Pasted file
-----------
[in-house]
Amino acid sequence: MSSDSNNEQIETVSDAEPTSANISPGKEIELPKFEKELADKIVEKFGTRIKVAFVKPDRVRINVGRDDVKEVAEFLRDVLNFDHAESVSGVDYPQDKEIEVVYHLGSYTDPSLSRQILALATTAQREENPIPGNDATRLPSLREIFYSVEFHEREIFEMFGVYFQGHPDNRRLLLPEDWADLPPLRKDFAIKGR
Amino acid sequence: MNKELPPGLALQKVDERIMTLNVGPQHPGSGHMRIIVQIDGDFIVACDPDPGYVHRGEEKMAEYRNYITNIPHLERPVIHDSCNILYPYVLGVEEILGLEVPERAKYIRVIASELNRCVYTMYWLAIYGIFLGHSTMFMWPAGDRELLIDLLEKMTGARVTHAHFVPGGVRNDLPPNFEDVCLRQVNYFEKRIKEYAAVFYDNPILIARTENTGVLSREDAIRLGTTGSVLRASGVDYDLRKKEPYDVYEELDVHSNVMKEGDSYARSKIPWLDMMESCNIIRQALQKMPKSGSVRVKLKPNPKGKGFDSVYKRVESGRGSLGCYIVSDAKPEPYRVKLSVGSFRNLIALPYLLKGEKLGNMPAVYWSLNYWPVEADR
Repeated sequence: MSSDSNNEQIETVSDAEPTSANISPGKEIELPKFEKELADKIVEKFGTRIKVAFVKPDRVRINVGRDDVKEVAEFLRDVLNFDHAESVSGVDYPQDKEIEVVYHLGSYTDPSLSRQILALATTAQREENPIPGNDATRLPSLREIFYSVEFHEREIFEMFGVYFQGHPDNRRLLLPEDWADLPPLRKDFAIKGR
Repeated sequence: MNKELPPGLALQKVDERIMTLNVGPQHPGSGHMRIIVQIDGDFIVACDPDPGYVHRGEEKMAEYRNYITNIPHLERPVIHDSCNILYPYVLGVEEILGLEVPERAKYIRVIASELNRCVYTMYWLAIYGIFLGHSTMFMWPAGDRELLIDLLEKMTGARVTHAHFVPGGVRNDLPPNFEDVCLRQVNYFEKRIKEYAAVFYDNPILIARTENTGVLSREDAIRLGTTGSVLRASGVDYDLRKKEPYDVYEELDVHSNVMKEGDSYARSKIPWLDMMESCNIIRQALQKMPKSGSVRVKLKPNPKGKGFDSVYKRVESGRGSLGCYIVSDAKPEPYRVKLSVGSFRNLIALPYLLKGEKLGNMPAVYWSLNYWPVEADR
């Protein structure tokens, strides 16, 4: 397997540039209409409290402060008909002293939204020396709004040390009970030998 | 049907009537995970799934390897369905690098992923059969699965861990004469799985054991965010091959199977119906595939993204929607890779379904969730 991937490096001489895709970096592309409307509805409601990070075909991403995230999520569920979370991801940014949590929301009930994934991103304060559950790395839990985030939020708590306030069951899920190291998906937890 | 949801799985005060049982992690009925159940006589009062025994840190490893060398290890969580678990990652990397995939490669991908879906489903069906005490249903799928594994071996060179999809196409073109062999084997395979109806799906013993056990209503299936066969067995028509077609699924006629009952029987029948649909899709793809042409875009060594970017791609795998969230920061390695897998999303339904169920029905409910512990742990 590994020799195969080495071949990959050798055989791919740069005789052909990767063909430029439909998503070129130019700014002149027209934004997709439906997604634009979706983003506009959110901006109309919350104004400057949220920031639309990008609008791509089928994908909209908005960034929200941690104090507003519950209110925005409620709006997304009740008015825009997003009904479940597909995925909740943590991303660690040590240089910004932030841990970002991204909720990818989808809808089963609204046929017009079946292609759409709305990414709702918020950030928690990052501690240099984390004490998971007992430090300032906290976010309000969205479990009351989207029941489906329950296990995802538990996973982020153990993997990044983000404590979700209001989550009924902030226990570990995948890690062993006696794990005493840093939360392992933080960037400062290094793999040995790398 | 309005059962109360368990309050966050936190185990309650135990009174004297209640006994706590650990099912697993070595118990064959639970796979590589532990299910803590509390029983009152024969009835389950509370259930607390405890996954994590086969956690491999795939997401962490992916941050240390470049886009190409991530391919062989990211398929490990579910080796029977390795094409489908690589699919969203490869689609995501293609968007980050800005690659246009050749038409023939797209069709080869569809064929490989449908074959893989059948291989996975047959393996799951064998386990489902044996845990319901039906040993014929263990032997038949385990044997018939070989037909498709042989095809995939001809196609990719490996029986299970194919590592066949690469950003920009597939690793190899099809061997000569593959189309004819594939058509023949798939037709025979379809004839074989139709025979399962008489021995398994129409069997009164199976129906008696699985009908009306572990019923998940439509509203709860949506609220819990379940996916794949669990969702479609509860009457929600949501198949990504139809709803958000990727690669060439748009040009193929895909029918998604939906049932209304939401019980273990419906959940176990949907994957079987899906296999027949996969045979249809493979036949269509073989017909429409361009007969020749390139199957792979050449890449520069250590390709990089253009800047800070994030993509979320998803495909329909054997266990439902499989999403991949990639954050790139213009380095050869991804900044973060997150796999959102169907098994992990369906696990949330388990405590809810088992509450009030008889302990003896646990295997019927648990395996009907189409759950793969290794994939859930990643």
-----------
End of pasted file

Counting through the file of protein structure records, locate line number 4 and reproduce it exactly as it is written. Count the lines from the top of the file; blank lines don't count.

Repeated sequence: MSSDSNNEQIETVSDAEPTSANISPGKEIELPKFEKELADKIVEKFGTRIKVAFVKPDRVRINVGRDDVKEVAEFLRDVLNFDHAESVSGVDYPQDKEIEVVYHLGSYTDPSLSRQILALATTAQREENPIPGNDATRLPSLREIFYSVEFHEREIFEMFGVYFQGHPDNRRLLLPEDWADLPPLRKDFAIKGR